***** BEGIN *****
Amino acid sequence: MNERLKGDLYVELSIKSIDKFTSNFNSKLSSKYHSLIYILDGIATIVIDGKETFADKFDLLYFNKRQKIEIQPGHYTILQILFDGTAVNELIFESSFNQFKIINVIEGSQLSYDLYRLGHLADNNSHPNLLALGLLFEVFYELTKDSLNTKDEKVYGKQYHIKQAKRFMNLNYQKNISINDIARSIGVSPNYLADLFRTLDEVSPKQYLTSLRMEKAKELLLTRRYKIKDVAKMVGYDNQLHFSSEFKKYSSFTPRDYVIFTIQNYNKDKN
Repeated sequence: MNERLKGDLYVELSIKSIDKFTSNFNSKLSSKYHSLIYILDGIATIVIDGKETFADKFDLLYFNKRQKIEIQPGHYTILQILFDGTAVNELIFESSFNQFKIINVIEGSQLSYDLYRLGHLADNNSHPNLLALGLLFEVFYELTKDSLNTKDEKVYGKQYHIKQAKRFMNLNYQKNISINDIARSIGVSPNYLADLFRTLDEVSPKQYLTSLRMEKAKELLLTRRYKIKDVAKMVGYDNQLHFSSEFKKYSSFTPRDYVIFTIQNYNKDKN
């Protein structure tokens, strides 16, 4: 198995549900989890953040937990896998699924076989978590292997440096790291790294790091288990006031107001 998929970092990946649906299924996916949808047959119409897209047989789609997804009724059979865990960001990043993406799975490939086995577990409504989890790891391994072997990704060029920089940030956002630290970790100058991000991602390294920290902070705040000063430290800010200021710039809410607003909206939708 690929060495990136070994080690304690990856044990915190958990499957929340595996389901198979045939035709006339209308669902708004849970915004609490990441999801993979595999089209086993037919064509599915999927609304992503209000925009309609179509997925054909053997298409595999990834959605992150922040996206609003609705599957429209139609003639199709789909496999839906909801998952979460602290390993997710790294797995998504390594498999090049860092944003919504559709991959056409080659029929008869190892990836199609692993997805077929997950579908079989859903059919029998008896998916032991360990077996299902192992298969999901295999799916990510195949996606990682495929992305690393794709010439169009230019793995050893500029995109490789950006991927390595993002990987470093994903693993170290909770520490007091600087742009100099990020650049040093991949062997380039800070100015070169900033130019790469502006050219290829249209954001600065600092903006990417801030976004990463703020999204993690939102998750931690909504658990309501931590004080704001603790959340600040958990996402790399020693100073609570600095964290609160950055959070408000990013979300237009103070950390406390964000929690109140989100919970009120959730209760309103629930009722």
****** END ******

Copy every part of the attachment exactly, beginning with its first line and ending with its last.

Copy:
Amino acid sequence: MNERLKGDLYVELSIKSIDKFTSNFNSKLSSKYHSLIYILDGIATIVIDGKETFADKFDLLYFNKRQKIEIQPGHYTILQILFDGTAVNELIFESSFNQFKIINVIEGSQLSYDLYRLGHLADNNSHPNLLALGLLFEVFYELTKDSLNTKDEKVYGKQYHIKQAKRFMNLNYQKNISINDIARSIGVSPNYLADLFRTLDEVSPKQYLTSLRMEKAKELLLTRRYKIKDVAKMVGYDNQLHFSSEFKKYSSFTPRDYVIFTIQNYNKDKN
Repeated sequence: MNERLKGDLYVELSIKSIDKFTSNFNSKLSSKYHSLIYILDGIATIVIDGKETFADKFDLLYFNKRQKIEIQPGHYTILQILFDGTAVNELIFESSFNQFKIINVIEGSQLSYDLYRLGHLADNNSHPNLLALGLLFEVFYELTKDSLNTKDEKVYGKQYHIKQAKRFMNLNYQKNISINDIARSIGVSPNYLADLFRTLDEVSPKQYLTSLRMEKAKELLLTRRYKIKDVAKMVGYDNQLHFSSEFKKYSSFTPRDYVIFTIQNYNKDKN
């Protein structure tokens, strides 16, 4: 198995549900989890953040937990896998699924076989978590292997440096790291790294790091288990006031107001 998929970092990946649906299924996916949808047959119409897209047989789609997804009724059979865990960001990043993406799975490939086995577990409504989890790891391994072997990704060029920089940030956002630290970790100058991000991602390294920290902070705040000063430290800010200021710039809410607003909206939708 690929060495990136070994080690304690990856044990915190958990499957929340595996389901198979045939035709006339209308669902708004849970915004609490990441999801993979595999089209086993037919064509599915999927609304992503209000925009309609179509997925054909053997298409595999990834959605992150922040996206609003609705599957429209139609003639199709789909496999839906909801998952979460602290390993997710790294797995998504390594498999090049860092944003919504559709991959056409080659029929008869190892990836199609692993997805077929997950579908079989859903059919029998008896998916032991360990077996299902192992298969999901295999799916990510195949996606990682495929992305690393794709010439169009230019793995050893500029995109490789950006991927390595993002990987470093994903693993170290909770520490007091600087742009100099990020650049040093991949062997380039800070100015070169900033130019790469502006050219290829249209954001600065600092903006990417801030976004990463703020999204993690939102998750931690909504658990309501931590004080704001603790959340600040958990996402790399020693100073609570600095964290609160950055959070408000990013979300237009103070950390406390964000929690109140989100919970009120959730209760309103629930009722």